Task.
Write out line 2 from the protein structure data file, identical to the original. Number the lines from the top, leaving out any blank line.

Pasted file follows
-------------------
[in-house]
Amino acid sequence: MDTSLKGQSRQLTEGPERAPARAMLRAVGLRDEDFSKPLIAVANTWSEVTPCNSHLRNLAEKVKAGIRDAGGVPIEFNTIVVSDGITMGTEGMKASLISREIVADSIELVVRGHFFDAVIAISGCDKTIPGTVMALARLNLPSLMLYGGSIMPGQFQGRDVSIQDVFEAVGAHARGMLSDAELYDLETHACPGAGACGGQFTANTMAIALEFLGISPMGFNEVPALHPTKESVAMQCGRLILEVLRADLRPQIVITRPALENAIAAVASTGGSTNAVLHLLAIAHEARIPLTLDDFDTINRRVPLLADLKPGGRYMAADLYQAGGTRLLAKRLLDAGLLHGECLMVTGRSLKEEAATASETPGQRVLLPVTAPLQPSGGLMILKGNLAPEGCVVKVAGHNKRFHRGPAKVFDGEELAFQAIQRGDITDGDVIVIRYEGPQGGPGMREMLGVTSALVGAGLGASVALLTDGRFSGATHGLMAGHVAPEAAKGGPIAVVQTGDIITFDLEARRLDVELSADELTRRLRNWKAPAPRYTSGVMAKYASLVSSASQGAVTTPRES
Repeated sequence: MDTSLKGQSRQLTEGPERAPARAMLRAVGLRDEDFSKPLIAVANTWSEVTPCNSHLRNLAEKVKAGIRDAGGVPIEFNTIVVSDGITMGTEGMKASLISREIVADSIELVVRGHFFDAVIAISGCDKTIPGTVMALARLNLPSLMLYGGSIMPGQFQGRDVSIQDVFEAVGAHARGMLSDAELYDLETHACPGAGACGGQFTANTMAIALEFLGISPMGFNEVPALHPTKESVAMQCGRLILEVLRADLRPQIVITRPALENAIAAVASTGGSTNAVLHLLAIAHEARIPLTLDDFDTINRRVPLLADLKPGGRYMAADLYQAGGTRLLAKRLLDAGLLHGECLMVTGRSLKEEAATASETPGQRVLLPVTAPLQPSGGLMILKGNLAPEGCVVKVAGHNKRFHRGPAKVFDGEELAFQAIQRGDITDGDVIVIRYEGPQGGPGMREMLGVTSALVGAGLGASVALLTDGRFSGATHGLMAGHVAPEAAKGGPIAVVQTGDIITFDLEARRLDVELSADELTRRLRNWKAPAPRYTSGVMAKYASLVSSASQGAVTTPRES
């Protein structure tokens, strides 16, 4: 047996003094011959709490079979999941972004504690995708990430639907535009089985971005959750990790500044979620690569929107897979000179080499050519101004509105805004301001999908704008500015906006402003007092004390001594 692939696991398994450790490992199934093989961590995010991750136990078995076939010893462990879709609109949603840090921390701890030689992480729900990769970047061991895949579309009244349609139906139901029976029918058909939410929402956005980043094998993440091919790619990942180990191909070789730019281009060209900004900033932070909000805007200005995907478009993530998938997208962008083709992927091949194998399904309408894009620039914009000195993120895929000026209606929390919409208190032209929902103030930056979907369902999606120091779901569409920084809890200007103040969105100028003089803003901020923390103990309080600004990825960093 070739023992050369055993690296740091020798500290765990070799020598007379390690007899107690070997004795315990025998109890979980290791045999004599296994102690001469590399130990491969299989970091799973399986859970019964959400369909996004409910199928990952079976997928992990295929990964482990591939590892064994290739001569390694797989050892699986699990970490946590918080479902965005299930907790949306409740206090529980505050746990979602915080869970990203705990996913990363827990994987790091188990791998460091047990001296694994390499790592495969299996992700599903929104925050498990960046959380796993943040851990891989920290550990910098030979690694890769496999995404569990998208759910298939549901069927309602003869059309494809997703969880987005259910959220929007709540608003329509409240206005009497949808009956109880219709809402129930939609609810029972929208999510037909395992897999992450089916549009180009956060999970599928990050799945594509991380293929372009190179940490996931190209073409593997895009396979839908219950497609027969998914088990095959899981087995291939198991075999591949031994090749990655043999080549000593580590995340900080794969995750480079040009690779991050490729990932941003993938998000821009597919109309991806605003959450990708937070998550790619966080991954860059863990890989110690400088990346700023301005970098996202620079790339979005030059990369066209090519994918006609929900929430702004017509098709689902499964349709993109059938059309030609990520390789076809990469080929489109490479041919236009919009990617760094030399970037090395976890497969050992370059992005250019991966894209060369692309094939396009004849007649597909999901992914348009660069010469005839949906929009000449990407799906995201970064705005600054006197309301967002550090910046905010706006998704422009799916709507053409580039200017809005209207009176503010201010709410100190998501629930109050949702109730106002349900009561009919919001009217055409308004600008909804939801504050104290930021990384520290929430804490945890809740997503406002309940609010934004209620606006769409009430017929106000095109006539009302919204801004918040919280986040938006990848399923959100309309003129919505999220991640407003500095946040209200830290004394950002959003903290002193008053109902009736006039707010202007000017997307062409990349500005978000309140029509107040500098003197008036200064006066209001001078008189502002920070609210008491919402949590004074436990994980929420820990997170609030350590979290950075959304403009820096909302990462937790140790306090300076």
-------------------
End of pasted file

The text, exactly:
Amino acid sequence: MDTSLKGQSRQLTEGPERAPARAMLRAVGLRDEDFSKPLIAVANTWSEVTPCNSHLRNLAEKVKAGIRDAGGVPIEFNTIVVSDGITMGTEGMKASLISREIVADSIELVVRGHFFDAVIAISGCDKTIPGTVMALARLNLPSLMLYGGSIMPGQFQGRDVSIQDVFEAVGAHARGMLSDAELYDLETHACPGAGACGGQFTANTMAIALEFLGISPMGFNEVPALHPTKESVAMQCGRLILEVLRADLRPQIVITRPALENAIAAVASTGGSTNAVLHLLAIAHEARIPLTLDDFDTINRRVPLLADLKPGGRYMAADLYQAGGTRLLAKRLLDAGLLHGECLMVTGRSLKEEAATASETPGQRVLLPVTAPLQPSGGLMILKGNLAPEGCVVKVAGHNKRFHRGPAKVFDGEELAFQAIQRGDITDGDVIVIRYEGPQGGPGMREMLGVTSALVGAGLGASVALLTDGRFSGATHGLMAGHVAPEAAKGGPIAVVQTGDIITFDLEARRLDVELSADELTRRLRNWKAPAPRYTSGVMAKYASLVSSASQGAVTTPRES